The International Olympic Committee (IOC) has today (Wednesday) approved Brisbane as the home of the 2032 Summer Olympic and Paralympic Games, culminating a process that has stepped away from the traditional contests for the hosting rights.
Today’s vote at the IOC Session in Tokyo, held on the eve of the postponed 2020 Games, ensures Australia will host its third Olympic Games, following on from Sydney 2000 and Melbourne 1956. The vote saw 72 IOC members vote in favour of the proposition, with five against and three abstentions.
IOC president Thomas Bach said: “We encourage Olympic Games projects which are sustainable and economically responsible, which deliver the best possible Games experience for athletes and fans, and which leave solid legacies for local communities.
“The Brisbane 2032 vision and Games plan fit into long-term regional and national strategies for social and economic development in Queensland and Australia, and complement the goals for the Olympic Movement outlined in Olympic Agenda 2020 and 2020+5, while focusing on providing memorable sports experiences for athletes and fans.
“Today’s vote is a vote of trust that Brisbane and Queensland will stage magnificent Olympic and Paralympic Games 2032. We have heard a lot of positive feedback from IOC Members and International Federations in the past few months.”
Brisbane was effectively setup as the 2032 Games host last month following a decision from the IOC Executive Board (EB). The IOC in February confirmed Brisbane as its preferred candidate to host the 2032 Games, with the city commended for its venue masterplan. At the time, the IOC said it had taken the decision to advance the host selection process given the “uncertainty” the world is facing amid the COVID-19 crisis.
The process, a departure from the traditional approach to awarding Olympic Games hosting rights, culminated in Brisbane’s Value Proposition being presented as a Final Submission in response to the IOC’s Future Host Questionnaire in May.
Under the IOC’s new flexible approach to future host elections, two Future Host Commissions (Summer and Winter) are permanently open to exploratory, non-committal discussions with cities, regions and countries, and their respective National Olympic Committees (NOCs), on their ambitions to host the Olympic and Youth Olympic Games.
Outlining the merits of Brisbane’s bid, the IOC last month touted a strong masterplan using 84% existing and temporary venues, 32 in total in Brisbane and throughout the state of Queensland, set against a “spectacular backdrop”. The remaining venues will be delivered well in advance and irrespective of the Games to meet the needs of a fast-growing population.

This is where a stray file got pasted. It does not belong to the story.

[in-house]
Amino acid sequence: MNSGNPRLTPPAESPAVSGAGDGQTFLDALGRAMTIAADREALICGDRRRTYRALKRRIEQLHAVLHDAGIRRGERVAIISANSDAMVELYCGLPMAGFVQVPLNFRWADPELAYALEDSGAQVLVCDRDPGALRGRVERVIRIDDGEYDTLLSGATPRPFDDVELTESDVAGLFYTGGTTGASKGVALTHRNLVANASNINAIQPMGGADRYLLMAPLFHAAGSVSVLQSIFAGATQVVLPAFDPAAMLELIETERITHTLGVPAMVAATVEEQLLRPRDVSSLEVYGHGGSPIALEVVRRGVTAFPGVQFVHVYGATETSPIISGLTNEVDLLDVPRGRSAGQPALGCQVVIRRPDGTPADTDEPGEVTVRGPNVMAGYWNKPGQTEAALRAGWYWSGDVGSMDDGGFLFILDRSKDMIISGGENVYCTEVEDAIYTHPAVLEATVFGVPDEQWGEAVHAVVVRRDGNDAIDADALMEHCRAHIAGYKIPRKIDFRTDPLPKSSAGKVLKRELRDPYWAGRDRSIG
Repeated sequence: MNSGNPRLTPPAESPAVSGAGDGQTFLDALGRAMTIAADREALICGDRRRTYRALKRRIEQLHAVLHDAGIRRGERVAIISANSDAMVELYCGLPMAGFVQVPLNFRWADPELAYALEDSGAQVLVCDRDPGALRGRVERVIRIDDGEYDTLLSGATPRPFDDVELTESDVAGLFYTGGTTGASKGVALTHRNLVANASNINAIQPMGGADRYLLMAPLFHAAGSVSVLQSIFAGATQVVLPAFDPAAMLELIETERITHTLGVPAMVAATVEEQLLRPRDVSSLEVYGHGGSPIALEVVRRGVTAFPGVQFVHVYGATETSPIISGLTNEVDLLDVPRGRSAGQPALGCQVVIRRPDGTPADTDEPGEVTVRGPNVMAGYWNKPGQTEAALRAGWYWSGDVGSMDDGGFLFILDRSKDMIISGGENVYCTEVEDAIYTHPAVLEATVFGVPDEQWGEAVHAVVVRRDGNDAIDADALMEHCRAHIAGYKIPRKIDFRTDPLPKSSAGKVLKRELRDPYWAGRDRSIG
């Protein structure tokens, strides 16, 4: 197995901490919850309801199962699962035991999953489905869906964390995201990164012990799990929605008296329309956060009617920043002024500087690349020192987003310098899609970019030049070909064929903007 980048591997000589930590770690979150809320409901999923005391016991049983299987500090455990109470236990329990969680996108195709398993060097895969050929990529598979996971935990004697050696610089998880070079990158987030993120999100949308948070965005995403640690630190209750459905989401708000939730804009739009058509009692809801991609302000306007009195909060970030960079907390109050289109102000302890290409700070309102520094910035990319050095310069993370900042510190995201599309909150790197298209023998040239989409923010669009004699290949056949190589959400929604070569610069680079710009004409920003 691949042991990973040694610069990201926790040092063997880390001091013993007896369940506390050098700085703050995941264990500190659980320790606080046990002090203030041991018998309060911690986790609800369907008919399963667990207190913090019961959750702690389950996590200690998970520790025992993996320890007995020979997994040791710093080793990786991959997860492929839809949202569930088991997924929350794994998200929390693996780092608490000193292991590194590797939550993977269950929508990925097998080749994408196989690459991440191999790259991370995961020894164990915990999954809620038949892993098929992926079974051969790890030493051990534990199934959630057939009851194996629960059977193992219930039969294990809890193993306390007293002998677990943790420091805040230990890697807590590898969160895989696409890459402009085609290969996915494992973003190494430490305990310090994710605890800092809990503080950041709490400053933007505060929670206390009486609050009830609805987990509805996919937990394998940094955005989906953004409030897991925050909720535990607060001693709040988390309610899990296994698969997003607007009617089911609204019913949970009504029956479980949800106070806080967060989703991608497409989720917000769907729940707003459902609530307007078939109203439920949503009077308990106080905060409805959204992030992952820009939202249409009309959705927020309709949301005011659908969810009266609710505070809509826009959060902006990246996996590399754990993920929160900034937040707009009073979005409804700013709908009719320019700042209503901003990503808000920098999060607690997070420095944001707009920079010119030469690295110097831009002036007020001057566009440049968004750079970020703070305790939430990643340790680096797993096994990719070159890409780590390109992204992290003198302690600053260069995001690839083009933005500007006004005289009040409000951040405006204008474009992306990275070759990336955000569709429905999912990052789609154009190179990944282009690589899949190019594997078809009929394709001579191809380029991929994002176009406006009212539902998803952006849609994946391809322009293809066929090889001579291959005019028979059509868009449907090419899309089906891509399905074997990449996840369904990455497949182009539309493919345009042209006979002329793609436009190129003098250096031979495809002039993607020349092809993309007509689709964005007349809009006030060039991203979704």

In April, it was announced that The Gabba will undergo major redevelopment work as part of plans for the stadium to serve as the centrepiece of the Games in Queensland. The stadium has a current capacity of 42,000 and is primarily used for cricket but also hosts AFL Aussie rules football and other sports.
The upgrade to the stadium, which is formally known as the Brisbane Cricket Ground, would increase its capacity to around 50,000. Design firm Populous has provided concept designs for a possible upgrade of the stadium.
The Brisbane 2032 bid has been driven by Australian Olympic Committee (AOC) president John Coates, who is also an IOC vice-president and a key figure in the Olympic Movement having overseen Tokyo’s preparations and the revamp of the Games bidding process.
Coates’ status has led to accusations of a conflict of interest, but he recused himself from the decision-making process during last month’s Executive Board meeting and previous EB considerations of the Brisbane proposition.
Speaking today, Coates said: “This is a very proud day for Australia, make no mistake. I thank the IOC members for their confidence. Brisbane 2032 is genuinely committed to serving the ideals of the Olympic Movement.
“The Olympic Games in Brisbane will be in the most diligent, grateful and enthusiastic hands. And I make this commitment to the athletes of the world – we will provide you with an unforgettable experience.
“Australia will welcome the world in 2032. South-East Queensland is Australia’s fasting growing region, offering a friendly and culturally diverse people with a passion for sport, first class sporting facilities, excellent transport and a commitment to put the world’s athletes at the centre of everything we do.
“Queensland’s climate, iconic beaches and environmental attractions makes our offering irresistible for athletes, families, friends and sports lovers.”
Coates indicated the key to Brisbane’s ambition was ensuring the Games held in Queensland would deliver on the IOC’s Agenda 2020 + 5 approach, the revised version of the original Agenda 2020 initiative driven by Bach to instigate reform in the Olympic Movement.
Coates added: “Australians like to have a go. Six years ago, the Mayors of South-East Queensland did just that when they undertook a feasibility study into what the Games could mean for their region. With the support of the Queensland and Federal Governments that ‘have a go’ moment has become an ambition realised.
“Of course, the starter’s gun has only just been fired and the real work now begins. In terms of the operational costs of running the Games themselves, the A$4.941bn (£2.65bn/€3.07bn/$3.62bn) it will cost to put this event on will be offset by a contribution from the IOC plus sponsorship and ticket sales. The Games will be cost neutral from an operational perspective.
“We know from the independent financial analyses that a benefit of A$8.1bn for Queensland and A$17.61bn for Australia is projected. We have talked about the Games becoming a catalyst for much needed infrastructure and the jobs and tourism that will flow to all of Queensland and beyond.”
Following Tokyo 2020, the next editions of the Summer Olympic Games are now due to be held in Paris (2024), Los Angeles (2028) and Brisbane.
Image: IOC/Greg Martin